e) the yield form credit operations.

2. The Self-governing Communities may under no circumstances introduce measures to raise taxes on property located outside their territory or likely to hinder the free movement of goods or services.

3. Exercise of the financial powers set out in subsection 1 above, rules for settling the conflicts which may arise, and possible forms of financial cooperation between the Selfgoverning Communities and the State may be laid down by an organic act.

Article 158

1. In the State Budget, an allocation may be made to the Autonomous Communities in proportion to the volume of State services and activities for which they have assumed responsibility and to their guarantee to provide a minimum level of basic public services throughout Spanish territory.

2. With the object of correcting inter-territorial economic imbalances and implementing the principle of solidarity, a clearing fund shall be set up for investment expenditure, the resources of which shall be distributed by the Cortes Generales amongst the Autonomous Communities and the provinces, as the case may be.

Constitutional Court

Article 159

1. The Constitutional Court shall consist of twelve members appointed by the King. Of these, four shall be nominated by Congress by a majority of three-fifths of its members, four shall be nominated by the Senate with the same majority, two shall be nominated by the Government, and two by the General Council of the Judiciary.

2. The members of the Constitutional Court shall be appointed from amongst Magistrates and Prosecutors, University professors, public officials and lawyers, all of whom must be jurists of recognised standing with at least fifteen years’ experience in the professional exercise.

3. The members of the Constitutional Court shall be appointed for a period of nine years and shall be renewed by thirds every three years.

4. Membership of the Constitutional Court is incompatible with: any representative function, any political or administrative office, a management role in a political party or trade union or any employment in their service, a career as a Judge or Prosecutor, and any professional or commercial activity whatsoever.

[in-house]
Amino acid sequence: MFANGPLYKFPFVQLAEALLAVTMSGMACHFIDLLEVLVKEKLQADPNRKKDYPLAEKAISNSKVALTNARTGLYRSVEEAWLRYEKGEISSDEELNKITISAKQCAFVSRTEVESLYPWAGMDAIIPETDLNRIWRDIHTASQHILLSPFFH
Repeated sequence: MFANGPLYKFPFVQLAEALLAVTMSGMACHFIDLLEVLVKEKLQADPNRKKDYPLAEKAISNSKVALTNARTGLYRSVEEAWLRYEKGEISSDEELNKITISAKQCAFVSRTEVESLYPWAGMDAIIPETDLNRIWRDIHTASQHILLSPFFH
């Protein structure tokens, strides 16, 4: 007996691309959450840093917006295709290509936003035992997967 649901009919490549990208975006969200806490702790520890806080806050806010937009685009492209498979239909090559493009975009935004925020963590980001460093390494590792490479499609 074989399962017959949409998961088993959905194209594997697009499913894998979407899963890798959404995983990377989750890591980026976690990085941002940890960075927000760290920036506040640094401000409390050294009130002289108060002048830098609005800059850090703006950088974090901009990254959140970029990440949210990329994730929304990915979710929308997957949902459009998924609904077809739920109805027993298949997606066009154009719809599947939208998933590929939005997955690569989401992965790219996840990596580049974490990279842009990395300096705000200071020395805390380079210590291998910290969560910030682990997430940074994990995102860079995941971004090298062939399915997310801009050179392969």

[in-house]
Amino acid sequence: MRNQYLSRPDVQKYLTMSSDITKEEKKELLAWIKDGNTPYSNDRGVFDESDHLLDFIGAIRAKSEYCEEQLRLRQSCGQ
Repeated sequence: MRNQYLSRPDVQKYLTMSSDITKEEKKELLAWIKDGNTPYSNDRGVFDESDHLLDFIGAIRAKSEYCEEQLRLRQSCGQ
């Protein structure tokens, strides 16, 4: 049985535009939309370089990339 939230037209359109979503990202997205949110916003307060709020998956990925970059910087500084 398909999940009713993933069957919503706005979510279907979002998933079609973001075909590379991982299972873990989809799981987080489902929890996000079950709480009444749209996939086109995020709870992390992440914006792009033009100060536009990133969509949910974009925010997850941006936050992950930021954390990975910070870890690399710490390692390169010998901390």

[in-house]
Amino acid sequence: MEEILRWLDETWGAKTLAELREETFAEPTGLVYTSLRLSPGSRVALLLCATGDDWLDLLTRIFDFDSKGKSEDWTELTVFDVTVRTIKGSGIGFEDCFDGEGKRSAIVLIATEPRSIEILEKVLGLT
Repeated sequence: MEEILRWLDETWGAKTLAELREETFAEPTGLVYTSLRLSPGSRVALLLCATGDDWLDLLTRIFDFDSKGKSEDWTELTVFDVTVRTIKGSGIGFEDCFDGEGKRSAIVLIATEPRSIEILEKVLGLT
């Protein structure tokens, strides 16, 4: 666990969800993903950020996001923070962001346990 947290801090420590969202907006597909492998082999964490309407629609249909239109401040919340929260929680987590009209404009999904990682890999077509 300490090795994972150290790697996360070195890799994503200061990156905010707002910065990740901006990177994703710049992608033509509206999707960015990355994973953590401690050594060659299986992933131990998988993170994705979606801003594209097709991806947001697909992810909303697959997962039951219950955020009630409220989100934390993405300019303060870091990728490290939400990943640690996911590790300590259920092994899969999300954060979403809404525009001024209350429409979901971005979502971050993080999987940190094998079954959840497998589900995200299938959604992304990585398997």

Furthermore, the disabilities related to the members of the Judiciary shall also be applicable to the members of the Constitutional Court.

5. The members of the Constitutional Court shall be independent and irremovable during their term of office.

Article 160

The President of the Constitutional Court shall be appointed by the King from amongst its members, on the recommendation of the Plenum of the Court itself, for a term of three years.

Article 161

1. The Constitutional Court has jurisdiction over the whole of Spanish territory and is competent to hear:
a) appeals against the alleged unconstitutionality of laws and regulations having the force of law. A declaration of unconstitutionality of a legal provision with the force of law, interpreted by jurisprudence, shall also affect the latter, although the overturned sentence or sentences shall not lose their status of res judicata.
b) individual appeals for protection («recursos de amparo») against violation of the rights and liberties contained in Article 53.2 of the Constitution, in the circumstances and manner to be laid down by law;
c) conflicts of jurisdiction between the State and the Autonomous Communities or amongst the Autonomous Communities themselves; d) other matters assigned to it by the Constitution or by organic laws.

2. The Government may contest before the Constitutional Court the provisions and resolutions adopted by the agencies of the Autonomous Communities, which shall bring about the suspension of the contested provisions or resolutions, but the Court must either ratify or lift the suspension, as the case may be, within a period of not more than five months.

Article 162

1. The following are eligible to:
a) lodge an appeal against unconstitutionality: the President of the Government, the Ombudsman, fifty Deputies, fifty Senators, the executive corporate bodies of the Autonomous Communities and, when applicable, their Assemblies;
b) lodge an individual appeal for protection («recurso de amparo»): any individual or corporate body with a legitimate interest, as well as the Ombudsman and the Office of the Public Prosecutor.

2. In all other cases, the organic law shall determine which persons and bodies are eligible.

Article 163

If a judicial body considers, in some action, that a regulation with the status of law which is applicable thereto, and upon the validity of which the judgment depends, may be contrary to the Constitution, it may bring the matter before the Constitutional Court in the circumstances, manner and subject to the consequences to be laid down by law, which shall in no case be suspensive.

Article 164

1. The judgments of the Constitutional Court shall be published in the Offical State Gazette (Boletin Oficial del Estado), with the dissenting votes, if any.They have the validity of res judicata from the day following their publication, and no appeal may be brought against them.Those which declare the unconstitutionality of a law or of a rule with the force of law, and all those which are not limited to the subjective acknowledgment of a right, shall be fully binding on all persons.